The world’s second-largest cryptocurrency experienced a significant drop in value after a historic update to its software that could change how it was regulated.
Ethereum, a technology used for many of the cutting-edge applications in cryptocurrency, saw its value drop from $1,600 a token on Sept. 15 to a little over $1,300 on Monday, an 18% decline in value since the currency embraced the “Merge,” an update to the crypto asset’s technology that will diminish the currency’s power consumption by more than 99%. It also comes after Securities and Exchange Commission officials threatened to treat Ethereum as securities, a categorization that would entail regulation.
Ethereum, which is swapped to “proof of stake” to save energy, requires users to have cryptocurrency invested to allow their computer to create new crypto tokens. This change in design “looks very similar—with some changes of labeling—to lending,” SEC Chairman Gary Gensler told the Wall Street Journal on Thursday. If Ethereum is redefined as a security, that will lead to the SEC regulating the currency in the same way it handles stocks and bonds.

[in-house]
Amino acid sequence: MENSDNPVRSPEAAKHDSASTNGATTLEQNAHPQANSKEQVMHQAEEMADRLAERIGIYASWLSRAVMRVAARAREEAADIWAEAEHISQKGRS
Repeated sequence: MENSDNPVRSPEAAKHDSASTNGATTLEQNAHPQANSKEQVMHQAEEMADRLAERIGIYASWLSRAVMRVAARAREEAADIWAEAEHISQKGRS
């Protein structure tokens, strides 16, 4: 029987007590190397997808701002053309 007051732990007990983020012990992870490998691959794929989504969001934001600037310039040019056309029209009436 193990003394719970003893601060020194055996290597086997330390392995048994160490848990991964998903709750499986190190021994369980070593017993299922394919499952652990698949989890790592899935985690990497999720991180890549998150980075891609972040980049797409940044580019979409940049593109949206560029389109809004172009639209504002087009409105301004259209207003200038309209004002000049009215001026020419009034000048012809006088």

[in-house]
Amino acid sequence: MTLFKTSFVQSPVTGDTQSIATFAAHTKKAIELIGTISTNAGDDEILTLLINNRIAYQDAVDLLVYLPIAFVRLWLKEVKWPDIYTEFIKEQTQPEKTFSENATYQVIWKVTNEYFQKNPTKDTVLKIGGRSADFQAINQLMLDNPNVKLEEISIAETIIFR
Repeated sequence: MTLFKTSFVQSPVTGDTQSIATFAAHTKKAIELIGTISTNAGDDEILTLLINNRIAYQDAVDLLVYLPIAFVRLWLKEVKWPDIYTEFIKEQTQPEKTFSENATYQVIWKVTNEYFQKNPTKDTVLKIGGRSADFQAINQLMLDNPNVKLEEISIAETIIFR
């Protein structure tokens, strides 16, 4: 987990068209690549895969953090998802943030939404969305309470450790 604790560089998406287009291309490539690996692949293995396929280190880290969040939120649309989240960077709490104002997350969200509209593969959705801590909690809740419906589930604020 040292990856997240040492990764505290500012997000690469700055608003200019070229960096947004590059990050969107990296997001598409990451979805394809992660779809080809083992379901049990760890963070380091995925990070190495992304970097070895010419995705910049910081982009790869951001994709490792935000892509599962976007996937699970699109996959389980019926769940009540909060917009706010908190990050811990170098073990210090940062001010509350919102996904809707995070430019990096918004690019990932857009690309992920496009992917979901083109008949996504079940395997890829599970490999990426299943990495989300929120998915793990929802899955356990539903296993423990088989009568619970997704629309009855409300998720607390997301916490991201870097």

Ethereum is not the only cryptocurrency to drop significantly in value in the last week. Bitcoin also reported a notable reduction in value last week, with single tokens dropping in value from $22,500 on Sept. 13 to less than $19,000 Monday morning.
The update had an enormous effect on cryptocurrency’s environmental impact, according to industry experts. The transition purportedly cut the electricity consumption and carbon footprint of the Ethereum network by over 99.988 % and 99.992%, according to a report from the Crypto Carbon Ratings Institute.
The Ethereum merge has been promoted for several years. Ethereum founder Vitalik Buterin wrote about “proof of stake” in a 2014 blog post before the currency came into existence and had been trying to pursue the “Merge” for at least two years. These efforts included partnering with the tech company ConsenSys to make the “Beacon” chain, a separate Ethereum blockchain that has operated on “proof of stake” since 2020.
The crypto industry has struggled to recover entirely from its “winter” in early summer, which led to a historic decline in value.